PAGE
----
These directions are for planning purposes only.
You may find that construction projects, traffic,
weather, or other events may cause conditions to
differ from the map results, and you should plan
your route accordingly. You must obey all signs or
notices regarding your route.
Logistics is the management of the flow of goods, information
and other resources between the point of origin and the point
of consumption. Logistics involves the integration of informa-
tion, transportation, inventory, material-handling, and pack-
aging. It is a channel of the supply chain which adds the
value of time and place utility.
-Wikipedia, the free encyclopedia
His excursions through the city had taught him to understand
the connectedness of inner and outer. Using aimless motion as
a technique of reversal, on his best days he could bring the
outside in and thus usurp the sovereignity of inwardness.
-Paul Auster: City of Glass (The New York Trilogy),
Faber and Faber, New York, 1987
It was all a question of method.
Use caution – This route may be missing sidewalks or
-Google Maps walking directions in betaversion
This project deals with the prosaic aspects of exhibition
production and urban living. If the exotic in the arts tends
to mean journeys to remote places, or the random, literally
aimless wanderings of the flaneur, what we witness here is the
attempt at a meaningful journey with quite a different premise.
From Google Maps I was given the walking directions from my
studio to Gallery MELK, a trip I’ll be forced to make at some
point. According to the directions, the distance between said
points is 2.8 km and should take 34 minutes. Of course this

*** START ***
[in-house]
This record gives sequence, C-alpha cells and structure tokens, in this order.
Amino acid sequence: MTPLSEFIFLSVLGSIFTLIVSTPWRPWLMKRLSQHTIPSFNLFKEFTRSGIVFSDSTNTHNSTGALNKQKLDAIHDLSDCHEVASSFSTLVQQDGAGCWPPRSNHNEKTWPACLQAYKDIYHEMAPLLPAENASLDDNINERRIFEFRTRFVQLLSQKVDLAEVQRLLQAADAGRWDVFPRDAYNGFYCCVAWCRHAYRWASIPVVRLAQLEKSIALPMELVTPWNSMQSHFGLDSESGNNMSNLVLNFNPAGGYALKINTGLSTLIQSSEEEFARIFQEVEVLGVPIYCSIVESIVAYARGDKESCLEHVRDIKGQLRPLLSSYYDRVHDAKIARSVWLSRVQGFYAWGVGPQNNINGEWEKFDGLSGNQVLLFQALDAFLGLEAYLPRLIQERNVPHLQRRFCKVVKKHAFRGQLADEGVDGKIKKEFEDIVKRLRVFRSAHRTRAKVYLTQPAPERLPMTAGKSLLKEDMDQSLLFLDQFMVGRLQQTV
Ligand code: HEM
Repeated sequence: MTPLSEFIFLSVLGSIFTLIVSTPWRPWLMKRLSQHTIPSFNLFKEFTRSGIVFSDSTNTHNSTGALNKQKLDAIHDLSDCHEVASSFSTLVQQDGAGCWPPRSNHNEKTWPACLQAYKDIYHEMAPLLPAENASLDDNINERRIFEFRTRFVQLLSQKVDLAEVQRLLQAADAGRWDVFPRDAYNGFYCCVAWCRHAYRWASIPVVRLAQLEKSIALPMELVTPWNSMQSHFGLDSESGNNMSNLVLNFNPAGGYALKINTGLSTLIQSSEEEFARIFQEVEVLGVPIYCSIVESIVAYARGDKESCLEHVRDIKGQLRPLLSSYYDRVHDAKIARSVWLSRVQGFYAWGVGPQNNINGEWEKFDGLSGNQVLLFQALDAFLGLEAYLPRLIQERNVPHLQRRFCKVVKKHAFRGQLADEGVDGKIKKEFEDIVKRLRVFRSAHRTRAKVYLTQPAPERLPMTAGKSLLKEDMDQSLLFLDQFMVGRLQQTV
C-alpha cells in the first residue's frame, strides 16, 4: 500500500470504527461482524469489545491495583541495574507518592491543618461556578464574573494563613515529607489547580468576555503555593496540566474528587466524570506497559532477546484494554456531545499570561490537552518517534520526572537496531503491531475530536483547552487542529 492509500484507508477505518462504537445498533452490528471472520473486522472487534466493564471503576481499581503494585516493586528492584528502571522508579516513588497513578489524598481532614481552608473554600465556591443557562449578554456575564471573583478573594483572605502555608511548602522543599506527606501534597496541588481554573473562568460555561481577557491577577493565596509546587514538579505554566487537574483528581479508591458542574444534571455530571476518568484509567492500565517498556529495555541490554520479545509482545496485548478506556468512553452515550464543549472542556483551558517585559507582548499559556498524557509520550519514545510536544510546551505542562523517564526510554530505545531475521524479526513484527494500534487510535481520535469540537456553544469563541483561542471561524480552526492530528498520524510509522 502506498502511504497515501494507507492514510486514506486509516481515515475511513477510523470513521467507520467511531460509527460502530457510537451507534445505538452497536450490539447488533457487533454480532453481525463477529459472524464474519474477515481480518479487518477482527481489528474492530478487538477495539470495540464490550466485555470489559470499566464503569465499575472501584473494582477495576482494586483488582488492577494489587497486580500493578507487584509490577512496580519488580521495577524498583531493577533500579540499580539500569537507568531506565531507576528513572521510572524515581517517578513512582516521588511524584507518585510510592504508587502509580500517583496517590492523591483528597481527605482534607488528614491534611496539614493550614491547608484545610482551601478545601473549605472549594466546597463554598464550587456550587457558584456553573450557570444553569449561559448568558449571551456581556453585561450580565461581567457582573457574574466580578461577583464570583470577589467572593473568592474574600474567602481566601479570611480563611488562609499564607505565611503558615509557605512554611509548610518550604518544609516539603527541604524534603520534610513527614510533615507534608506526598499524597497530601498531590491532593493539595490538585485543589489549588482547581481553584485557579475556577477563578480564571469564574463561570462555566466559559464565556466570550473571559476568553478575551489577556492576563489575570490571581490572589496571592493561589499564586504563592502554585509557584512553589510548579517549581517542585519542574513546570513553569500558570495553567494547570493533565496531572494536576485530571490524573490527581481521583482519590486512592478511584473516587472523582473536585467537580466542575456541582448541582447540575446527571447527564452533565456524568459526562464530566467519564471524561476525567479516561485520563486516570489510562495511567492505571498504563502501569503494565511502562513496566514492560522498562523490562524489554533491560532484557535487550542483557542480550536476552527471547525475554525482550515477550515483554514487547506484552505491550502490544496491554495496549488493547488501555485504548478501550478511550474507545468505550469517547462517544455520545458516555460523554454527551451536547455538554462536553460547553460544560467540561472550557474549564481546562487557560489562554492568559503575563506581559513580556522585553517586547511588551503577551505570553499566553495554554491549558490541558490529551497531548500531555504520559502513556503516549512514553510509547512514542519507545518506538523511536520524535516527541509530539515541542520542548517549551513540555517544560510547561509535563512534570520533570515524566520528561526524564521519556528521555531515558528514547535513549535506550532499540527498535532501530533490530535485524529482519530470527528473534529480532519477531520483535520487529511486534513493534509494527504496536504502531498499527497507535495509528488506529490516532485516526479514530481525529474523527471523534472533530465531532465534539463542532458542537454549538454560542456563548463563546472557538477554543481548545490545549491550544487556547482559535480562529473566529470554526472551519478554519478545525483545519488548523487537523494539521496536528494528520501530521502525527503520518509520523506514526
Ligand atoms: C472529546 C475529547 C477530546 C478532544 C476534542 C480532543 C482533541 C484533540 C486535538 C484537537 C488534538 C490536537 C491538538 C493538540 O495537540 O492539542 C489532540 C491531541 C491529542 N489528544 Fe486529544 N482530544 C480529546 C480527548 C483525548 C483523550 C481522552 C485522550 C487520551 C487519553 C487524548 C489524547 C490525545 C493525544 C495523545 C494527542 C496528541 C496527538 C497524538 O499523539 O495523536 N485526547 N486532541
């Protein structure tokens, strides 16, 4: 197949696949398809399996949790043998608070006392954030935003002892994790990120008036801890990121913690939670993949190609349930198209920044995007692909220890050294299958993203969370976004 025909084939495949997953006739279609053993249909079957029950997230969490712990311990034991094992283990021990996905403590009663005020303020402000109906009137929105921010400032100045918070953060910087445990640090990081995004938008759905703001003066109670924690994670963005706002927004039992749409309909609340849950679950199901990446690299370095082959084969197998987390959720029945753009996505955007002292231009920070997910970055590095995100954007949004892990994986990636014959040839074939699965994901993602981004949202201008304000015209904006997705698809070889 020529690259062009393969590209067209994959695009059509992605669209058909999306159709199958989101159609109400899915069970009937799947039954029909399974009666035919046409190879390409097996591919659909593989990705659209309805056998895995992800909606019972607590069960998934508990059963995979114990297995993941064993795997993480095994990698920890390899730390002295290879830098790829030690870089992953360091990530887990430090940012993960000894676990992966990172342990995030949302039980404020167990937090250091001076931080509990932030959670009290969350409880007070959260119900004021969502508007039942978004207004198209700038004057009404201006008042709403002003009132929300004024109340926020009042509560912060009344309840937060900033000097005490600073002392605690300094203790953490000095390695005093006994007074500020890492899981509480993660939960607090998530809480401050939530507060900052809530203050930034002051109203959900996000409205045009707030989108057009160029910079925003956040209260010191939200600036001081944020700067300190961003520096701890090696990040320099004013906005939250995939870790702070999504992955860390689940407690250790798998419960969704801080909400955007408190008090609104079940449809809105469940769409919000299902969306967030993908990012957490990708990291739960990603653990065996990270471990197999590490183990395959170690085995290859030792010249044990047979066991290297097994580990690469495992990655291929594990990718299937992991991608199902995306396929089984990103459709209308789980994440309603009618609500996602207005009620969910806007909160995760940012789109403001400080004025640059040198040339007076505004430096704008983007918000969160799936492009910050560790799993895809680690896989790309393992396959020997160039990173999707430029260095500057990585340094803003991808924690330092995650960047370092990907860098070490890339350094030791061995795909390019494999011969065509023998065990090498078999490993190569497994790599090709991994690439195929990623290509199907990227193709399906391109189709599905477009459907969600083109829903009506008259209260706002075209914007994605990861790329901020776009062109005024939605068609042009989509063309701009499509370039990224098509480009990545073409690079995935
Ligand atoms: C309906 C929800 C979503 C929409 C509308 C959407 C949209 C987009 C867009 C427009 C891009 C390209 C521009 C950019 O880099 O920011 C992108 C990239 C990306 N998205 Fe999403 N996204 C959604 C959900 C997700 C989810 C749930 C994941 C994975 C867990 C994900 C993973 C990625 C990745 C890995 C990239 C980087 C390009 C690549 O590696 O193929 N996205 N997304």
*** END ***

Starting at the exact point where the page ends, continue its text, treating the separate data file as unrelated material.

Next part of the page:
route is only one of any number of possibilities, and the es-
timated duration just an indication for conceivable usage. I
choose to follow it literally. Certain rules allow for the
emergence of irregularities.
When printed, the map represents a three-dimensional physical
space, the objects in that space, and the relationship between
the space and these objects. On my journey I brought with me
an oak-table which has been annoying me by occupying much need-
ed space. It had to go soon anyway because shortly I’ll be out
of a studio-space again. For every stop on my journey I removed
a piece of the table and created a scene, a potential public
sculpture that both stood apart from and merged with, the street-
scene. I could feel the table’s volume diminish in proportion
with the distance yet to be travelled to my destination. The
ambiguities of the sculptures clearly reference formal aspects
of minimal art and geometric abstraction, yet they’re still
recognisable as material waste left within the city-scape.
The bits and pieces are assembled again at the destination,
that is, the gallery. The exhibition is a documentation of the
distance between two locations, and the reduction of an object
and its relationship to its surroundings, seen through the lens
of a camera. And I can personally attest to the fact that 2.8
km is damn far, but then again, everything is relative.
Sveinn Fannar Jóhannsson, St. Halvardsgate 33 F, Oslo, May 2010